Homeschool Day with Ages 11, 10, 7, 3, and 1
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Even though I took zero pictures this year, I didn't want to miss sharing our 2022 day!
Wake up and breakfast
I wake up for the last time this morning at 5:05am ;-). 18-month-old George has woken me up in a series starting at 2:30am looking for nursing and comfort. He seems out of sorts and I think it could be because we were out all day yesterday and he didn't get his full nap and was overtired at bedtime.
By the time I resettle him, I am too wide awake to go back to sleep so I just cuddle with my husband (he goes back to sleep!) until the 3-year-old Harry arrives to ask what Ewok character I want to be today (this is a daily question!?!?) about the same time that our 6:45am alarm goes off.
Since Christmas, we have been enjoying a slower pace of mornings and sometimes don't get out of bed until 7:15 or later, but today we are ready to get going as the older kids also trickle in to climb into our bed to cuddle us and baby George who tends to be a little grumpy in the morning.
Daddy gets George ready and helps with breakfast while I enjoy a hot shower and put myself together for the day. Then I start a load of laundry.
By the time I get to the kitchen, everyone is already eating. Our three older kids make their own breakfasts these days. After many years of enjoying a hot breakfast together every day while I read from a basket full of books for our morning time, it was no longer working.
It took a few months of trying out different routines, but now, everyone makes what they want (bagels, eggs, smoothie, cereal, oatmeal, toast) and we do a longer morning time from 10:30-11:30.
Recently, I was diagnosed with Hashimoto's thyroiditus and I have already seen a huge improvement in my symptoms and thyroid function with some nutritional changes. However, my antibodies are still very high so I am following an autoimmune diet (AIP) for 6-weeks along with taking a cupboard full of supplements to see if I can get them down. That means homemade chicken-butternut soup is my breakfast of choice this morning.
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As we finish up our breakfasts, I change over laundry, check email, and the weather. 11-year-old Peter starts practicing piano because that is what he usually prefers to do first. He has been using Hoffman Academy for 5 years and is in Unit 16.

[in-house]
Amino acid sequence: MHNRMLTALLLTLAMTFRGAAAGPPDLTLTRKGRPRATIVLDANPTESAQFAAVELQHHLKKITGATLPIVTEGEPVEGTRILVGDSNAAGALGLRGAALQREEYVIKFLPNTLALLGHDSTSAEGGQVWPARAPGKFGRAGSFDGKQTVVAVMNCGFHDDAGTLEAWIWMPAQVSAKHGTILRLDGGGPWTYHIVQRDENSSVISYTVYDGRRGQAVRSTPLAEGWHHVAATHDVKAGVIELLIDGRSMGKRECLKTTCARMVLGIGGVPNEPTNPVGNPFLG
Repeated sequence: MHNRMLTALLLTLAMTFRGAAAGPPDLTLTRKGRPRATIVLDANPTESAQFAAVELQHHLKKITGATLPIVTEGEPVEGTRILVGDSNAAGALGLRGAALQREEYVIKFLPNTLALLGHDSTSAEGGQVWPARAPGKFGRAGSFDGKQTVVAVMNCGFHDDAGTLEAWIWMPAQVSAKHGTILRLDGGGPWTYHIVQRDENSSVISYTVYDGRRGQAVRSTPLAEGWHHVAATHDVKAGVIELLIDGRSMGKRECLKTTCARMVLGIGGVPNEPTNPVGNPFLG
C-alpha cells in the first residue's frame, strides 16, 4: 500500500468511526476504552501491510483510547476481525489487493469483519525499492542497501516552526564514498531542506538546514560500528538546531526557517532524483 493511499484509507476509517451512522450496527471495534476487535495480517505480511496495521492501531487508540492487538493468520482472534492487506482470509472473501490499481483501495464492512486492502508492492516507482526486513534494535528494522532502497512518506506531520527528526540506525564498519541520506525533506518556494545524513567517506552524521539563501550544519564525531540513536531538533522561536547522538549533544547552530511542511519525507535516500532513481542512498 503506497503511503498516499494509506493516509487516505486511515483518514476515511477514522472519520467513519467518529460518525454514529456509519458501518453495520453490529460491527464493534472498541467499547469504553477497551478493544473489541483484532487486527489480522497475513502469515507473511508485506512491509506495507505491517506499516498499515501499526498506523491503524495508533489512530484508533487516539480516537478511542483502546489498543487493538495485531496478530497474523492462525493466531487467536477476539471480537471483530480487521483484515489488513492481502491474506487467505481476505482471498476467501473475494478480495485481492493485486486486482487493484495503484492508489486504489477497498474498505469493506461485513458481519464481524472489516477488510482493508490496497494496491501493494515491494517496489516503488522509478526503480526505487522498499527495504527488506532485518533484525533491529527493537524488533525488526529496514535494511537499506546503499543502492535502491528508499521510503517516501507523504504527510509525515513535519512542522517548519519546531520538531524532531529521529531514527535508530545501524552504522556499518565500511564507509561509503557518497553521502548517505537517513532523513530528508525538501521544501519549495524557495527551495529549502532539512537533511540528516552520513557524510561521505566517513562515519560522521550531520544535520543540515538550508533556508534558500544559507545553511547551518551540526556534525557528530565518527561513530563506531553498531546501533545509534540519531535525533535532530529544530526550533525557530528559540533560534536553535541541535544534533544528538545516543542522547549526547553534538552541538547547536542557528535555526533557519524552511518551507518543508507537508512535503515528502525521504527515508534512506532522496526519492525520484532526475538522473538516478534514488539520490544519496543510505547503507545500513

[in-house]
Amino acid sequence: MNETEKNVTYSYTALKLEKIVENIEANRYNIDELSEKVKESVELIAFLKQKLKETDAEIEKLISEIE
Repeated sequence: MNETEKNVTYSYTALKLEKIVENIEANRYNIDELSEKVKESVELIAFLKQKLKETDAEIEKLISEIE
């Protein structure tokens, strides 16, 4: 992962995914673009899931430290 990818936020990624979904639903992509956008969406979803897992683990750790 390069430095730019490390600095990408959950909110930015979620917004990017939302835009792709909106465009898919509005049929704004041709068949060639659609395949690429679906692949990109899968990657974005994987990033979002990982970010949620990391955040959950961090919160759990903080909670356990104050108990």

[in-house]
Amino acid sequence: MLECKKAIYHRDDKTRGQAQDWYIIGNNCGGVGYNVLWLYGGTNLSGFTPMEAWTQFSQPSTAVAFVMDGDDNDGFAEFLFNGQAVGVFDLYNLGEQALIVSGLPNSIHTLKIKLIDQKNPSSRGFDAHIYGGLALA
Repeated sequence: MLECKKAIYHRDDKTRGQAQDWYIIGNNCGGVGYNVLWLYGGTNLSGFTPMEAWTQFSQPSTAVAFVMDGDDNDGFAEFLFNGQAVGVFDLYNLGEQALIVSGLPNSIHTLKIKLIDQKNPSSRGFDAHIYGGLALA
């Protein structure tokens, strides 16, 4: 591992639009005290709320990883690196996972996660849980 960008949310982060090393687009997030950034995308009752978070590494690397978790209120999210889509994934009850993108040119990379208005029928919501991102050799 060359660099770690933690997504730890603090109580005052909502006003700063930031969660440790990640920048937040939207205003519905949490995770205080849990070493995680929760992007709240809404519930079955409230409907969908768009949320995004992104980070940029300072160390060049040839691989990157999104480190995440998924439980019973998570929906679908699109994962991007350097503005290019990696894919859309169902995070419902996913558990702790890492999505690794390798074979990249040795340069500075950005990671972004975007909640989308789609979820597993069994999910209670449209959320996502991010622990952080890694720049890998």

Around 8:30, I encourage 10-year-old John and 7-year-old Sylvia to do their simple to-dos. No one is feeling like getting started (including me!) because we took a surprise field trip day yesterday to a local reptile zoo and played at the park. It is always hard to get back into things after a day off. And we all want it to be spring.
Today Sylvia works on Fast Phonics with younger siblings watching over her shoulder while I sit with John who is working on multi-digit multiplication in Beast Academy. Peter joins us at the table and writes up a few paragraphs for his exams on his private blog.
This is the last day of exam week in our homeschool, so I have been asking each child 1-2 open-ended questions per day related to the material we have covered during the 12-week term. To make time for exams, we are only doing reading and math plus morning time this week. Peter has typed most of his answers, John wrote one, but I have acted as a scribe for the rest of the exams as well as all of Sylvia's.
In the past, I have put a lot of thought into creating questions for every subject and almost every book that we have used. But this winter, I decided to simplify so I only wrote exams to get the samples I need for our homeschool portfolio (a legal requirement of our state).
Peter retreats to my first-floor bedroom where he has a desk with his school books to work on his math (AOPS Algebra) and read some living books that are part of his geography, science, or history studies.
Meanwhile, my husband gets ready and leaves for work and I make a blender full of AIP compliant smoothies to help me when hunger strikes over the next day or two.
Sylvia is done with Fast Phonics and works on building "rockets" large enough for her to climb into out of cardboard boxes and even recruits Peter to get more cardboard out of our outdoor recycling can, while John finishes up his exams . . . not without some feelings. There is always a situation where my kids feel like they don't know enough to answer a question well! But it all balances out in the end. While each of my children has dictated or written really amazing and thoughtful exam responses over the years, you can be sure that I also have many examples where all I have written from the child is "I don't know anything."
Now Sylvia and I read Life of Fred together. We are using these to review some concepts and take a break from her current math workhook. 3-year-old Harry also loves to listen to the books and even 18-month-George usually plays nearby or looks at the book while we are reading. John goes into the front room to read a chapter of his book, currently the first Encyclopedia Brown.
At 10:30, I let everyone know it is morning time and we meet in our family room. George loves napping in the morning so we will do morning time together until he gets too fussy and then the kids will watch CNN10 and our daily SQUILT youtube clip while I lay him down.